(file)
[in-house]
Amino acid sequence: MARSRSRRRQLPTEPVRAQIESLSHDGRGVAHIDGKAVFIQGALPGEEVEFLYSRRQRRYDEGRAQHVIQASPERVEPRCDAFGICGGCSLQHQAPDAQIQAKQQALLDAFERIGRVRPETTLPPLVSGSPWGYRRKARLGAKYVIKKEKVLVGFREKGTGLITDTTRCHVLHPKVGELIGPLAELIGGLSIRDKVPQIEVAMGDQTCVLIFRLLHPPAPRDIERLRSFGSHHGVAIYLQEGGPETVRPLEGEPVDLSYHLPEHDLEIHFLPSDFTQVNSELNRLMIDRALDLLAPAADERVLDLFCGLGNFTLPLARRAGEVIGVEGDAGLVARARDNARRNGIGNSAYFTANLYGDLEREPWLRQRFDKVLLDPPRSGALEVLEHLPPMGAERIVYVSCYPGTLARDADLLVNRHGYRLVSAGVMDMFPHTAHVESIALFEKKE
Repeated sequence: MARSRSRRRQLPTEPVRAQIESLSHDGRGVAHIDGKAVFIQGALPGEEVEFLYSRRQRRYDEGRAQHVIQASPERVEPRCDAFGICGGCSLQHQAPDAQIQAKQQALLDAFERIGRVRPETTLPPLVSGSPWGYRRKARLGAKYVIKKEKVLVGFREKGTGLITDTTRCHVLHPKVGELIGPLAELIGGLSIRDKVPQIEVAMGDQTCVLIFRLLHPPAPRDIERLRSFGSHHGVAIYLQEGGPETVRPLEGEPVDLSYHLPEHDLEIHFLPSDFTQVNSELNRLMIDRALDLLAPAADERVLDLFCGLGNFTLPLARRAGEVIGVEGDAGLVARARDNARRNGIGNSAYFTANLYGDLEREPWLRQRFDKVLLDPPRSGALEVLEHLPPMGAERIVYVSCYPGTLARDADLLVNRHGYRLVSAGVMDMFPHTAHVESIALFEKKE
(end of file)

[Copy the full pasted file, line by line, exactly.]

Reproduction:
[in-house]
Amino acid sequence: MARSRSRRRQLPTEPVRAQIESLSHDGRGVAHIDGKAVFIQGALPGEEVEFLYSRRQRRYDEGRAQHVIQASPERVEPRCDAFGICGGCSLQHQAPDAQIQAKQQALLDAFERIGRVRPETTLPPLVSGSPWGYRRKARLGAKYVIKKEKVLVGFREKGTGLITDTTRCHVLHPKVGELIGPLAELIGGLSIRDKVPQIEVAMGDQTCVLIFRLLHPPAPRDIERLRSFGSHHGVAIYLQEGGPETVRPLEGEPVDLSYHLPEHDLEIHFLPSDFTQVNSELNRLMIDRALDLLAPAADERVLDLFCGLGNFTLPLARRAGEVIGVEGDAGLVARARDNARRNGIGNSAYFTANLYGDLEREPWLRQRFDKVLLDPPRSGALEVLEHLPPMGAERIVYVSCYPGTLARDADLLVNRHGYRLVSAGVMDMFPHTAHVESIALFEKKE
Repeated sequence: MARSRSRRRQLPTEPVRAQIESLSHDGRGVAHIDGKAVFIQGALPGEEVEFLYSRRQRRYDEGRAQHVIQASPERVEPRCDAFGICGGCSLQHQAPDAQIQAKQQALLDAFERIGRVRPETTLPPLVSGSPWGYRRKARLGAKYVIKKEKVLVGFREKGTGLITDTTRCHVLHPKVGELIGPLAELIGGLSIRDKVPQIEVAMGDQTCVLIFRLLHPPAPRDIERLRSFGSHHGVAIYLQEGGPETVRPLEGEPVDLSYHLPEHDLEIHFLPSDFTQVNSELNRLMIDRALDLLAPAADERVLDLFCGLGNFTLPLARRAGEVIGVEGDAGLVARARDNARRNGIGNSAYFTANLYGDLEREPWLRQRFDKVLLDPPRSGALEVLEHLPPMGAERIVYVSCYPGTLARDADLLVNRHGYRLVSAGVMDMFPHTAHVESIALFEKKE